Germany has so many different sides to it – read about them in Part I , travel through the country here in Part II! Let us wander:
Personally, Hamburg is one of my two favourite cities in Germany. It is rough, honest, unique, chic at times as well, authentic. The city attracts wealthy people who move to the ‘Außenalster’ (a large lake) with the sunny summer and exclusive lifestyle but also all kinds of ‘Average Joes’ just because of its raw beauty and overall great atmosphere. You have the ‘Reeperbahn’ to go out at night – but be aware of the fact that the beginning of th street is still normal but it then turns into a red-light milieu. The ‘Speicherstadt’ provides you with endless places to explore and sit down in one of the unique cafés every once in a while. Also, Hamburg has many canals, which might remind you of Amsterdam. They are especially beautiful at night.
Not many cities in Europe are so rich in history and are so vibrant. Berlin, being Germany’s capital, invites you to discover its alternative districts such as ‘Prenzlauer Berg’ with a hipster-vibe, the ‘Museumsinsel’ with renovated museums and artifacts and the ‘Regierungsviertel’ (where the government lays) just around the corner, ‘Potsdamer Platz’ providing a great discovery route through many sites towards the ‘Alexanderplatz’ . When you are in the capital, you should definitely visit one or two DDR-museums which explain what exactly happened during WWII, it will help you understand the city and the people much better. And last but not least, ‘Grunewald’ with ‘Teufelsberg’. I would never want to have missed going there, that was one hell of a ride, but this story is to be told at another time… 🙂
Dresden can be described as an elegant restoration. The city lets you dive into history, which is a great stop right after Berlin – also being only 190 km apart from each other. About 90% of the old town were actually destroyed by Allied bombings in 1945. Therefore you will find some old buildings which have survived as well as reminders of the war but also modern architecture, making the city so interesting and diverse. Most of the time the city is rebuilding historical buildings, which is why it can be seen as a living restoration. Wander the enchanting streets of Dresden with a postcard from the 19th century and try to find out what is original and what has been restored 🙂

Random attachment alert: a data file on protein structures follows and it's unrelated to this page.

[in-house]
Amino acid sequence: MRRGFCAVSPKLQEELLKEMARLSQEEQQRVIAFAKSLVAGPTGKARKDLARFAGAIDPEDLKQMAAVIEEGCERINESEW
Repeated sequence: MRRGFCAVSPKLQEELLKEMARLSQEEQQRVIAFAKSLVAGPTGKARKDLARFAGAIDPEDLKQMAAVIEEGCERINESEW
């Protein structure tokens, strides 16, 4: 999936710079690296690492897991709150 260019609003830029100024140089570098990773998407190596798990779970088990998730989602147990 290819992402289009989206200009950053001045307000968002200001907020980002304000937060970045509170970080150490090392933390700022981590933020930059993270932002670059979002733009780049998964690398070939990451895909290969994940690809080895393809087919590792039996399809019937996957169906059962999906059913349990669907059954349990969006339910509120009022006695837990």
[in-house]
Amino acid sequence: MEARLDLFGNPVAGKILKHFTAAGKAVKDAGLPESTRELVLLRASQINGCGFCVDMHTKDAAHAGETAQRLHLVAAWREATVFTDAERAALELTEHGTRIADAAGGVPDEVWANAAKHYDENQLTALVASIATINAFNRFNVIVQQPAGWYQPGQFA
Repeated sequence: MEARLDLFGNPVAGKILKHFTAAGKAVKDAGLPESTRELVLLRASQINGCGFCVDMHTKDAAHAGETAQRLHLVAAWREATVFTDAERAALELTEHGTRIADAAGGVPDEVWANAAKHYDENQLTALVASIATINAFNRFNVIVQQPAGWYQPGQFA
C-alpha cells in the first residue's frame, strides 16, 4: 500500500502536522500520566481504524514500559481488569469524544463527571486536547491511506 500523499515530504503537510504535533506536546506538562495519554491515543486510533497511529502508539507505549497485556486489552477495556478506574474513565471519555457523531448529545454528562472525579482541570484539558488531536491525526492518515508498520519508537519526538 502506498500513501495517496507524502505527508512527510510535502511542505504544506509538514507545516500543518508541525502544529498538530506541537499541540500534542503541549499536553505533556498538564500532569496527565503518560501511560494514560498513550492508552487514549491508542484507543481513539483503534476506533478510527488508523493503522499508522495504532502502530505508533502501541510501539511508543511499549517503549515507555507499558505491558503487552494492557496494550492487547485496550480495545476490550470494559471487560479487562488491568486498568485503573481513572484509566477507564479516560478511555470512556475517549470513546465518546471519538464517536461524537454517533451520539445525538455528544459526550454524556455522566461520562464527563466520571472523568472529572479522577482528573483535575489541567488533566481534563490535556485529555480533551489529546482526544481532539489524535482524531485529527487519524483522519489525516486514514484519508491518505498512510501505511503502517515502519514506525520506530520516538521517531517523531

If you were wondering what my other favourite city in Germany is, here you have the answer: it is Düsseldorf. The city is famous for its rising entrepreneurship and is influenced by modern technological changes and sructures, such as the ‘Medienhafen’ (‘media harbour’). Yet what really gives the city its charm is the old town. It is a delightful place to spend some time with unique stores, great restaurant, pubs such as the ‘Füchschen’ at which you have to drink a beer, street artists and so on. The ‘Schneider-Wibbel-Gasse’ is a beautiful street in the old town with many different restaurants to go to. Oh my, memories are coming up again – what would I give for a laid-back evening under the summer sky there.
I was about to write a nice introduction to Munich, but all I could think of was ‘No, the Oktoberfest does not take place every week and no, the people are not walking the town in their traditional clothing all day long’. 🙂 After seeking the exclusive boutiques in the city centre, you could head to the district of ‘Maxvorstadt’, which has many modern art musuems and boutique shops and cafés. Another possibility would be to go to the ‘Englischer Garten’, a large park in Munich, and adapt to the way how the locals live by maybe even renting a surfboard in the park? Okay, I see, that was too fast. The English Garden has a large river with a small area where large waves are made and where you can (river-)surf in summer. Hang loose, Munich!
The Allgäu Alps are located in Southern Bavaria and many Germans as well as Dutch, Swiss etc. go there for holidays. It is a very calm area which provides you with enough space, time, activities, scenery and peace and quiet to let all your sorrows at home and take in the Alps. In summer, it is perfect for hiking and you can dive into the many mountain lakes. Winter time, especially the time before Christmas, is magnificent. With fairy lights decorated around wooden houses, snow covering the streets and mountains, christmas markets with punch, gingerbread and just overall the feeling of Christmas. It will bring a little peace to your soul after hitting the slopes all day long.
The ‘Bodensee’, known as Lake Constance in English, is very special. You can wake up in Germany, cycle to Switzerland for lunch and make it to Austria just in time for the sunset! Why so? Because the lake combines three countries: Germany, Austria and Switzerland. I would recommend visiting the small towns by the lake and going there in sumemr – you can easily cool off at any time. The evevings at Lake Constance are very relaxing, it give you a differnet perspective onto Germany. I do not want to say too much, go travel and explore yourself! Do you know a place which borders many countries? If so, write it in the comments!